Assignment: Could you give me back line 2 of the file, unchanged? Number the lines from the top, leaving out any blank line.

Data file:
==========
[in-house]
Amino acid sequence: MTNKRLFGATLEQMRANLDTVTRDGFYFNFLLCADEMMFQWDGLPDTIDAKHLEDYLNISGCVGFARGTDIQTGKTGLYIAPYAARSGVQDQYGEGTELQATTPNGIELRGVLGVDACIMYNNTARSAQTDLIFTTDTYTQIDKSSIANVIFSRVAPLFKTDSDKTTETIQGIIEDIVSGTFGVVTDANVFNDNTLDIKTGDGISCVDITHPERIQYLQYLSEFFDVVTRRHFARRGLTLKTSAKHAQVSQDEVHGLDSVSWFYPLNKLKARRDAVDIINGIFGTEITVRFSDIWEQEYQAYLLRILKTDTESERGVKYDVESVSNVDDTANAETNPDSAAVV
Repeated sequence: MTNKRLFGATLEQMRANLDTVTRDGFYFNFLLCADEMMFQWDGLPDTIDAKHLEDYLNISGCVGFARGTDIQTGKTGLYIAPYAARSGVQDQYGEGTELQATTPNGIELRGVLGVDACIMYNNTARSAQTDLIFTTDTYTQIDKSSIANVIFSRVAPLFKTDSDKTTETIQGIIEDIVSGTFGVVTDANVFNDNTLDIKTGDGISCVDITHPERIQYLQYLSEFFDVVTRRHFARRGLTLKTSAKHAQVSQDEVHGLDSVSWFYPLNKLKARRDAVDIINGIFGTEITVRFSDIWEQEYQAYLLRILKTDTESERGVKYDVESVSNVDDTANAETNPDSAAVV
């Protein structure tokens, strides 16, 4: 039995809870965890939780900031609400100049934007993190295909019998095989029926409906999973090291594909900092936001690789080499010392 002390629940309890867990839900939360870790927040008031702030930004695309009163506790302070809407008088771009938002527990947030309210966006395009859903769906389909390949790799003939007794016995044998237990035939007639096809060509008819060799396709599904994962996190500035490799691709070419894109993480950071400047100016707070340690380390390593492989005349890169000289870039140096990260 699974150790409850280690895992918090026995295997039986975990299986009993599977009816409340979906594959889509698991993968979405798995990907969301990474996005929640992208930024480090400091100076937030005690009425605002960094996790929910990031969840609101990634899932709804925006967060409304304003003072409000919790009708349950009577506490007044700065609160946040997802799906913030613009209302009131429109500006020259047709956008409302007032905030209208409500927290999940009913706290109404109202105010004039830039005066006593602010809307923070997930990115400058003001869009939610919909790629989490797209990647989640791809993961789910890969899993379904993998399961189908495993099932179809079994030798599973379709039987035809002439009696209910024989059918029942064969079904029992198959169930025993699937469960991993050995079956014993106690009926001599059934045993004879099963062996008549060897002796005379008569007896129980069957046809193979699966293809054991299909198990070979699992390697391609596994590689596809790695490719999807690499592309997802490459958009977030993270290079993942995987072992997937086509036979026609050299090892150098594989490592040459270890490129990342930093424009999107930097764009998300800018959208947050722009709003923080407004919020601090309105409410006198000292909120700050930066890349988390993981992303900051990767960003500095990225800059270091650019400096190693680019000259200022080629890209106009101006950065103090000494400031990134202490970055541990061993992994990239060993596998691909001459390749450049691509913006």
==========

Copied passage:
Amino acid sequence: MTNKRLFGATLEQMRANLDTVTRDGFYFNFLLCADEMMFQWDGLPDTIDAKHLEDYLNISGCVGFARGTDIQTGKTGLYIAPYAARSGVQDQYGEGTELQATTPNGIELRGVLGVDACIMYNNTARSAQTDLIFTTDTYTQIDKSSIANVIFSRVAPLFKTDSDKTTETIQGIIEDIVSGTFGVVTDANVFNDNTLDIKTGDGISCVDITHPERIQYLQYLSEFFDVVTRRHFARRGLTLKTSAKHAQVSQDEVHGLDSVSWFYPLNKLKARRDAVDIINGIFGTEITVRFSDIWEQEYQAYLLRILKTDTESERGVKYDVESVSNVDDTANAETNPDSAAVV